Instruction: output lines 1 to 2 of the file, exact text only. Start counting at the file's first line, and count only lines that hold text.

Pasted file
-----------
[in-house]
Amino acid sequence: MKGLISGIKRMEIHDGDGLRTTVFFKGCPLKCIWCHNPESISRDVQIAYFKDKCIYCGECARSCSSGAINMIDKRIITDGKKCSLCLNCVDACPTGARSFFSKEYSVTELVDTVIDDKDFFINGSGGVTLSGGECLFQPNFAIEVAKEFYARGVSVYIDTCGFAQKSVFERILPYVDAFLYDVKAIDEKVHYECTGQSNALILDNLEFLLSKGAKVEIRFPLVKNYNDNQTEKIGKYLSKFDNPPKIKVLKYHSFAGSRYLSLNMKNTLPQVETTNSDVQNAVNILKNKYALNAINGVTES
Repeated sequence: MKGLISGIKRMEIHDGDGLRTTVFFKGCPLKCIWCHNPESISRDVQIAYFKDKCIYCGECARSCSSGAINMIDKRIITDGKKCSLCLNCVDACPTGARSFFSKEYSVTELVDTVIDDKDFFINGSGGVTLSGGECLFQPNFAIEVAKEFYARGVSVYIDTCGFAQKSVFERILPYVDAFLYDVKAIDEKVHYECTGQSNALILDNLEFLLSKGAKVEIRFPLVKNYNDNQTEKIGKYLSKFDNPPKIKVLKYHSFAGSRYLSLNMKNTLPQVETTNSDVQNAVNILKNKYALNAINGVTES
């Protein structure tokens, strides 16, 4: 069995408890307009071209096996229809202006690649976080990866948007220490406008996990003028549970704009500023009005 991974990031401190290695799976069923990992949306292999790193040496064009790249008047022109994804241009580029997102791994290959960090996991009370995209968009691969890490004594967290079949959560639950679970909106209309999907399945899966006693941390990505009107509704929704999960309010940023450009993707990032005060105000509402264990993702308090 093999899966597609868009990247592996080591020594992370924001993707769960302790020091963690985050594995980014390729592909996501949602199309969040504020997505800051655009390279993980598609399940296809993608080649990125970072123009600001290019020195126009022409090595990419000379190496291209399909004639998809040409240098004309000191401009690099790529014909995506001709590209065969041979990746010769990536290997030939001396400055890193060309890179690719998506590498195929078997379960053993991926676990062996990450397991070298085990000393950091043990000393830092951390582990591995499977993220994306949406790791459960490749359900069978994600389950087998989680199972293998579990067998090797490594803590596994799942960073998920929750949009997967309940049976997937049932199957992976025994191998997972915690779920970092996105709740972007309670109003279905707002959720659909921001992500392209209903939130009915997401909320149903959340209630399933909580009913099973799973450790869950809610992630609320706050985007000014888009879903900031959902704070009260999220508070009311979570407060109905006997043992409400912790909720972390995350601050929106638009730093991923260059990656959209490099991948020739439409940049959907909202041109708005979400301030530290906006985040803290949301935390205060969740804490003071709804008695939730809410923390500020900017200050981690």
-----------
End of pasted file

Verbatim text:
[in-house]
Amino acid sequence: MKGLISGIKRMEIHDGDGLRTTVFFKGCPLKCIWCHNPESISRDVQIAYFKDKCIYCGECARSCSSGAINMIDKRIITDGKKCSLCLNCVDACPTGARSFFSKEYSVTELVDTVIDDKDFFINGSGGVTLSGGECLFQPNFAIEVAKEFYARGVSVYIDTCGFAQKSVFERILPYVDAFLYDVKAIDEKVHYECTGQSNALILDNLEFLLSKGAKVEIRFPLVKNYNDNQTEKIGKYLSKFDNPPKIKVLKYHSFAGSRYLSLNMKNTLPQVETTNSDVQNAVNILKNKYALNAINGVTES